South Korea relies on citizens’ jury to decide on nuclear plant construction

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The debate over nuclear plants has become a perennial issue, for the heated discourse has constantly changed the definition of the “greater good.” Politicians would attempt to balance a sufficient energy supply on one hand, place the safety of nearby civilians on the other, and fail to find a resolution that would settle the dispute. Yet on Oct. 22, South Korea was finally able to reach a compromise by granting citizens the power to make a final decision. As the nation’s first execution of a successful citizens’ jury, the debate over nuclear plants is commemorated properly demonstrating democracy in Korea and the official settling of the controversy over the continuation of nuclear construction is officially settled.

In June, President Moon Jae In promised to halt all construction of nuclear plants and rely solely on alternative sources of energy. Shin Kori 5 and 6, the nuclear plants of controvery, would have to be paused. However, statistics showed that Korea Hydro and Nuclear Power (KHNP) had significantly made progress on the construction of Shin Kori 5 and 6 by the day of the announcement, already 30 percent to completion. They predicted that Korea would lose nearly $11 billion if they stopped the development of the two AP1400 units.

In response, Korea commenced a 20-day trial in the hands of the official citizens’ jury. Representatives immersed themselves into a fruitful debate over the prospects of nuclear plants in Korea and whether or not the Shin Kori 5 and 6 should remain as an exception. Ironically, the civilians in the Kori area advocated for the continuation of construction due to their heavy reliance on the welfare that the government provided in trade for the development of nuclear plants in that area. Civilians still desperately needed the money and the government did not want to withdraw from its already-launched project. By the end of the 20-day trial, 64.7 percent of the citizens were in favor of the resumption, while 34.4 percent remained against the construction. Shin Kori 5 and 6 would continue to be constructed.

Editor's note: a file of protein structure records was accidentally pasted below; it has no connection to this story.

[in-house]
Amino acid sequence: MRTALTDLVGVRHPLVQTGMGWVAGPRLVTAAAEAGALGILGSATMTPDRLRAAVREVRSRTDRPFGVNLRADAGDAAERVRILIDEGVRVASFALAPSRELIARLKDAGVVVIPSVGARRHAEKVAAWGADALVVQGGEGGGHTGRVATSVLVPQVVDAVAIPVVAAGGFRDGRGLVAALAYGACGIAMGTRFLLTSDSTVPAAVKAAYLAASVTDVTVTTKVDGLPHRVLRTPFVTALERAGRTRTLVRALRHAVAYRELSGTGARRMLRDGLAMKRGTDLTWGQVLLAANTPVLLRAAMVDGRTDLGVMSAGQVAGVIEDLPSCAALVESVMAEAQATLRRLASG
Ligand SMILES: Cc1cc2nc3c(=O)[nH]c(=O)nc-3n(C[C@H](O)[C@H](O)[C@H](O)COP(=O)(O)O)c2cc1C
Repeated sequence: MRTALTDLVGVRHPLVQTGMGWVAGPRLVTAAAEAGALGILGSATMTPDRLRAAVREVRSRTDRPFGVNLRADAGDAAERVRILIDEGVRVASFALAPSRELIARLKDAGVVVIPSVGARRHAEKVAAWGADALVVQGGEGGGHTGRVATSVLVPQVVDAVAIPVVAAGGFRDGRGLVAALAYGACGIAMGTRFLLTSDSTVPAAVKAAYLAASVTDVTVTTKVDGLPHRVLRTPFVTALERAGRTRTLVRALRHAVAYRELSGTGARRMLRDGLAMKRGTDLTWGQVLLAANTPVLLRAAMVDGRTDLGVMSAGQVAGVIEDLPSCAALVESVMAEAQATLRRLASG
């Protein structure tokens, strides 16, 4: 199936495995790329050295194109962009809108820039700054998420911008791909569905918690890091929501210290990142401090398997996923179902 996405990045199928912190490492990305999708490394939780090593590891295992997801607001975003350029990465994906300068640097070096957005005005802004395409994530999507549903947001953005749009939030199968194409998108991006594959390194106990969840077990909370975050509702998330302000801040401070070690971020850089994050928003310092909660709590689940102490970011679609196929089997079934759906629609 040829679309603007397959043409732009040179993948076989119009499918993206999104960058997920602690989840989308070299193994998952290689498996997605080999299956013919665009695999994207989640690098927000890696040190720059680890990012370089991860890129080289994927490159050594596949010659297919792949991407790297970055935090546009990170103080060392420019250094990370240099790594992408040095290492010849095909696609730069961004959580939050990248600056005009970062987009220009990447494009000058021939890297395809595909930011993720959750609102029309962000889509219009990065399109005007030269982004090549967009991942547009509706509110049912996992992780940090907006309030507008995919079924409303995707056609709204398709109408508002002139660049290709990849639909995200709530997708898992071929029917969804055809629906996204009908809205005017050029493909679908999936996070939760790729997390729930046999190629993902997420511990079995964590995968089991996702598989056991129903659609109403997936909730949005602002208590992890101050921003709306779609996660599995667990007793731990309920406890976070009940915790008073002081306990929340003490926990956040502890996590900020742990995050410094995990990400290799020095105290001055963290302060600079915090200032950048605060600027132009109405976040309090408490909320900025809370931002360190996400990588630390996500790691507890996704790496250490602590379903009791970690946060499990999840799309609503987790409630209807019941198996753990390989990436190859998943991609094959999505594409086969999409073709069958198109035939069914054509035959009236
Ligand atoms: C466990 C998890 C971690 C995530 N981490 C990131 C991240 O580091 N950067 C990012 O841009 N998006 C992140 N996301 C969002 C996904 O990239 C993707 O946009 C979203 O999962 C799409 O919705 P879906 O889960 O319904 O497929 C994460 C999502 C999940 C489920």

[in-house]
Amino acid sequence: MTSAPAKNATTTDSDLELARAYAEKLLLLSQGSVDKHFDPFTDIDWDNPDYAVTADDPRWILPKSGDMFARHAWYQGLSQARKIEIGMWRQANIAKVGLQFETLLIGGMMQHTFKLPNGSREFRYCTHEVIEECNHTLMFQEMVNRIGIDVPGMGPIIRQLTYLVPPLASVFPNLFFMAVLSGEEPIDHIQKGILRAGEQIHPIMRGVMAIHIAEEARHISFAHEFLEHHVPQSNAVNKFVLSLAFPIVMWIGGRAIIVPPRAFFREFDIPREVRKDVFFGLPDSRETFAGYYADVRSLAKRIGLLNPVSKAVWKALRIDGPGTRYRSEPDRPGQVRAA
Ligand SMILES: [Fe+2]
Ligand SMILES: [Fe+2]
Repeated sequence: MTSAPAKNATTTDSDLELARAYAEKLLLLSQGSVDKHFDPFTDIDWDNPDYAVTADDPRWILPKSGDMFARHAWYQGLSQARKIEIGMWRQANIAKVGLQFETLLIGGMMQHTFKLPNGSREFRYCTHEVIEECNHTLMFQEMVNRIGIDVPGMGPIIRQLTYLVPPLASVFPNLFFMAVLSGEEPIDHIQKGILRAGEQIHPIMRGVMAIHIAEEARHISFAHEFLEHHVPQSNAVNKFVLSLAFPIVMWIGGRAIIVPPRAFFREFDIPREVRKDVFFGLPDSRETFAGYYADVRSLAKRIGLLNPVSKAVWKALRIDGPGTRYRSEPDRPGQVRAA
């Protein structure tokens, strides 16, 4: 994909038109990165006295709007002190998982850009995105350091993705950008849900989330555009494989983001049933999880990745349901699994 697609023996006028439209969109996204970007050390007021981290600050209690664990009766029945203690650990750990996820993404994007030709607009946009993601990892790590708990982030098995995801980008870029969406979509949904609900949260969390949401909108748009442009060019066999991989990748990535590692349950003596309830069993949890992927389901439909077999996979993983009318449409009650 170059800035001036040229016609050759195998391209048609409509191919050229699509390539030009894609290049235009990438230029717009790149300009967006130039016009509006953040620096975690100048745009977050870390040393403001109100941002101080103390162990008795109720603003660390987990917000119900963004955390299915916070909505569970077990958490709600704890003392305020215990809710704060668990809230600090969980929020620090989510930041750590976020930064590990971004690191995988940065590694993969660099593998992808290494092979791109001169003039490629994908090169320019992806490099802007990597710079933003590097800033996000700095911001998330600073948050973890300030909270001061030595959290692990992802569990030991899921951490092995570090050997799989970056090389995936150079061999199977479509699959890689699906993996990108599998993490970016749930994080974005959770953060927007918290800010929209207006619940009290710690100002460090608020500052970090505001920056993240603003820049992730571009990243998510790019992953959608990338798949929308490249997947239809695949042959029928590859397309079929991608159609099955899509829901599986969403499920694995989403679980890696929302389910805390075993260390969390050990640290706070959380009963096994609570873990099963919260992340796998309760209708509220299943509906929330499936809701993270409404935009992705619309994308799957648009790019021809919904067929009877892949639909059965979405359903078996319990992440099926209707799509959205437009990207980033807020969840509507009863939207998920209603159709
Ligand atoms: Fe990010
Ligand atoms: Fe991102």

Looking at the systematic results, this entire controversy was an excellent yet simple portrayal of increasing power given to the citizens. By handing such crucial matters to the citizens’ jury for the very first time, the citizens could directly exert their voices and efforts into the nation’s political, social, and economic policies. Such collective action encourages unity in Korea while also presenting an epitome of compromise and agreement among citizens.

The effectiveness of the new policy, however, is another story. Not only are there the dangers of developing two nuclear plants threatening, but the alternative energy sources also have a lack of stability in their abundance. Although President Moon assured the public that energy shortages would not occur, a sudden cut down of nuclear plants that would leave only two behind will definitely bring a drastic decline in the productivity of Korea’s energy industries.

Nonetheless, the citizens’ jury’s decision was for the “greater good” of Korea as a whole, for both the civilians’ lives and the huge investment that has already inputted to the Shin Kosi 5 and 6 cannot be compensated. Despite its late emergence, the new form of jury was able to accurately weigh the costs and benefits of the resumption of construction to find a just and valid verdict, for the factors that tipped the scale were the valued voices of the citizens.

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Andie Kim

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